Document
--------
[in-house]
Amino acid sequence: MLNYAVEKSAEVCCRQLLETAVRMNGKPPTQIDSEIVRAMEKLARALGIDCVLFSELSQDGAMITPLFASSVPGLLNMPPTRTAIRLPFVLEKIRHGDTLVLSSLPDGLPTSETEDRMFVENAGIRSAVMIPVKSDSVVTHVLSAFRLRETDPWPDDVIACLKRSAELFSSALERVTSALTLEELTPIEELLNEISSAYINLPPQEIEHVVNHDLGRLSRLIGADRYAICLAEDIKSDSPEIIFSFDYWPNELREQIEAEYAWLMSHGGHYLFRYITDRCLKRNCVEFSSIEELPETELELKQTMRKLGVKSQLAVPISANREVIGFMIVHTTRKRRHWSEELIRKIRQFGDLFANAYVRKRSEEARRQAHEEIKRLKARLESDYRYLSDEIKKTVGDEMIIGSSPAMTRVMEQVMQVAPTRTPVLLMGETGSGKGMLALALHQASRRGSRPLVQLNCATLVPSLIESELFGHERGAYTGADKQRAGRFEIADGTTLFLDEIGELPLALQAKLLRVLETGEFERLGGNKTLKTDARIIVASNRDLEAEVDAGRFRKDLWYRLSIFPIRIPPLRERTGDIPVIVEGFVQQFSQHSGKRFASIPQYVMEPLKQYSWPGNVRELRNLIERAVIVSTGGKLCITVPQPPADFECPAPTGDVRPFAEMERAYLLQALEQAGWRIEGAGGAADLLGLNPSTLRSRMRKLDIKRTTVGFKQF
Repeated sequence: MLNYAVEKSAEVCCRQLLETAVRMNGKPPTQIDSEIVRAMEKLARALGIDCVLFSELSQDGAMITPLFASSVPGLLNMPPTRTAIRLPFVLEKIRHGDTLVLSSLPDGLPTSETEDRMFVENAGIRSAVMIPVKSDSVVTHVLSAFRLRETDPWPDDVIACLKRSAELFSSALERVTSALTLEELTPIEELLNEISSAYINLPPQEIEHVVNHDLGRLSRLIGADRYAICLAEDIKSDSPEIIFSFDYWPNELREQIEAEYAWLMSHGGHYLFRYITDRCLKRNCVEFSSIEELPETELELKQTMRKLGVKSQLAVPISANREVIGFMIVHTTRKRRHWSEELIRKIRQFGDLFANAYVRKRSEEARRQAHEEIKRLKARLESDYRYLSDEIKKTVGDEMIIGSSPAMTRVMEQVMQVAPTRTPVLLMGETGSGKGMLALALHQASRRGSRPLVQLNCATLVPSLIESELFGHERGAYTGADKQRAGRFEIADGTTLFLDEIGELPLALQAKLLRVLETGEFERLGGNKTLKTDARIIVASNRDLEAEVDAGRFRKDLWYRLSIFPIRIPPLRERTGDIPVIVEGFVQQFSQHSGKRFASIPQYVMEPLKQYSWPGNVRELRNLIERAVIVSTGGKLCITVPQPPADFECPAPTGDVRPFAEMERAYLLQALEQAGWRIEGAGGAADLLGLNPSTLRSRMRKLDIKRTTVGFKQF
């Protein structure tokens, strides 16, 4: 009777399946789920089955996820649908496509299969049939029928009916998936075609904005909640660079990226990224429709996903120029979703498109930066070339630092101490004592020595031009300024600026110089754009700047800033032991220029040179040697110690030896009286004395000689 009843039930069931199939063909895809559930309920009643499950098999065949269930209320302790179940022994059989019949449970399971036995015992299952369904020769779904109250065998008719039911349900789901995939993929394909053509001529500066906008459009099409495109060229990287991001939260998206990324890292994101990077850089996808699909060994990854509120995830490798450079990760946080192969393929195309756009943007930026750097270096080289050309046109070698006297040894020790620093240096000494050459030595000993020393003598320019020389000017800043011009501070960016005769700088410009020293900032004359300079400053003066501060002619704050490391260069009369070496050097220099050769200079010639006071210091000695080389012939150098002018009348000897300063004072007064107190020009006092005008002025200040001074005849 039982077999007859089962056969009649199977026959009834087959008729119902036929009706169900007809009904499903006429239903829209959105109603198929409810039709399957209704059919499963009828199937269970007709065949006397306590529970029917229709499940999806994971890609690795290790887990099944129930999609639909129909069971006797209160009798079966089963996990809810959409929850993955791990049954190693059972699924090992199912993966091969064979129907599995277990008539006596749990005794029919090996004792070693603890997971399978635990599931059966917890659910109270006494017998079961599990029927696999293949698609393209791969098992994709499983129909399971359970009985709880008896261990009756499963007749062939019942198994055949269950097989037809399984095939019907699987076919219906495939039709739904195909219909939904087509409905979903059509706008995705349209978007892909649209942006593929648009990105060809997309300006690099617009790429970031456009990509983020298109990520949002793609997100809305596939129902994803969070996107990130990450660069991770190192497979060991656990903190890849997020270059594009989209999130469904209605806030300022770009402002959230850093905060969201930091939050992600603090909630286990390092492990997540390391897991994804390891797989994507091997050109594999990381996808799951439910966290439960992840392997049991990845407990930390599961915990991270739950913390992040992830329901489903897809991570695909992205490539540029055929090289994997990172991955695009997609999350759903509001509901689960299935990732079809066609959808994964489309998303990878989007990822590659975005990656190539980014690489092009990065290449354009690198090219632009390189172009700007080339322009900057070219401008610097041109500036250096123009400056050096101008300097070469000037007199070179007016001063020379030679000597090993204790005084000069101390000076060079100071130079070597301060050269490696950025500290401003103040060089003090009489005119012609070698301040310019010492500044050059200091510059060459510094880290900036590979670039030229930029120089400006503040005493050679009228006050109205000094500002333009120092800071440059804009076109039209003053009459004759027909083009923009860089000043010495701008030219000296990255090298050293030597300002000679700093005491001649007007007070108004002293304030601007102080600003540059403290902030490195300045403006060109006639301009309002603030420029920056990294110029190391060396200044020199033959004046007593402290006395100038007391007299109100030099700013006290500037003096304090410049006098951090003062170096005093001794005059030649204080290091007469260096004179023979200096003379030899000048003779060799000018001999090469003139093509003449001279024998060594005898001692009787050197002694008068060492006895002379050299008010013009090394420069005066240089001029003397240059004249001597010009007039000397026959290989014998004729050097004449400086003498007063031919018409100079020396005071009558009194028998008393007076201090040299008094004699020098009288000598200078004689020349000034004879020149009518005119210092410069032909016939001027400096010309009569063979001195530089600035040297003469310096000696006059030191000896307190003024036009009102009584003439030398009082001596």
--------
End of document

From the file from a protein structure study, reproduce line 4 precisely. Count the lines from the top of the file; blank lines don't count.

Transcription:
């Protein structure tokens, strides 16, 4: 009777399946789920089955996820649908496509299969049939029928009916998936075609904005909640660079990226990224429709996903120029979703498109930066070339630092101490004592020595031009300024600026110089754009700047800033032991220029040179040697110690030896009286004395000689 009843039930069931199939063909895809559930309920009643499950098999065949269930209320302790179940022994059989019949449970399971036995015992299952369904020769779904109250065998008719039911349900789901995939993929394909053509001529500066906008459009099409495109060229990287991001939260998206990324890292994101990077850089996808699909060994990854509120995830490798450079990760946080192969393929195309756009943007930026750097270096080289050309046109070698006297040894020790620093240096000494050459030595000993020393003598320019020389000017800043011009501070960016005769700088410009020293900032004359300079400053003066501060002619704050490391260069009369070496050097220099050769200079010639006071210091000695080389012939150098002018009348000897300063004072007064107190020009006092005008002025200040001074005849 039982077999007859089962056969009649199977026959009834087959008729119902036929009706169900007809009904499903006429239903829209959105109603198929409810039709399957209704059919499963009828199937269970007709065949006397306590529970029917229709499940999806994971890609690795290790887990099944129930999609639909129909069971006797209160009798079966089963996990809810959409929850993955791990049954190693059972699924090992199912993966091969064979129907599995277990008539006596749990005794029919090996004792070693603890997971399978635990599931059966917890659910109270006494017998079961599990029927696999293949698609393209791969098992994709499983129909399971359970009985709880008896261990009756499963007749062939019942198994055949269950097989037809399984095939019907699987076919219906495939039709739904195909219909939904087509409905979903059509706008995705349209978007892909649209942006593929648009990105060809997309300006690099617009790429970031456009990509983020298109990520949002793609997100809305596939129902994803969070996107990130990450660069991770190192497979060991656990903190890849997020270059594009989209999130469904209605806030300022770009402002959230850093905060969201930091939050992600603090909630286990390092492990997540390391897991994804390891797989994507091997050109594999990381996808799951439910966290439960992840392997049991990845407990930390599961915990991270739950913390992040992830329901489903897809991570695909992205490539540029055929090289994997990172991955695009997609999350759903509001509901689960299935990732079809066609959808994964489309998303990878989007990822590659975005990656190539980014690489092009990065290449354009690198090219632009390189172009700007080339322009900057070219401008610097041109500036250096123009400056050096101008300097070469000037007199070179007016001063020379030679000597090993204790005084000069101390000076060079100071130079070597301060050269490696950025500290401003103040060089003090009489005119012609070698301040310019010492500044050059200091510059060459510094880290900036590979670039030229930029120089400006503040005493050679009228006050109205000094500002333009120092800071440059804009076109039209003053009459004759027909083009923009860089000043010495701008030219000296990255090298050293030597300002000679700093005491001649007007007070108004002293304030601007102080600003540059403290902030490195300045403006060109006639301009309002603030420029920056990294110029190391060396200044020199033959004046007593402290006395100038007391007299109100030099700013006290500037003096304090410049006098951090003062170096005093001794005059030649204080290091007469260096004179023979200096003379030899000048003779060799000018001999090469003139093509003449001279024998060594005898001692009787050197002694008068060492006895002379050299008010013009090394420069005066240089001029003397240059004249001597010009007039000397026959290989014998004729050097004449400086003498007063031919018409100079020396005071009558009194028998008393007076201090040299008094004699020098009288000598200078004689020349000034004879020149009518005119210092410069032909016939001027400096010309009569063979001195530089600035040297003469310096000696006059030191000896307190003024036009009102009584003439030398009082001596």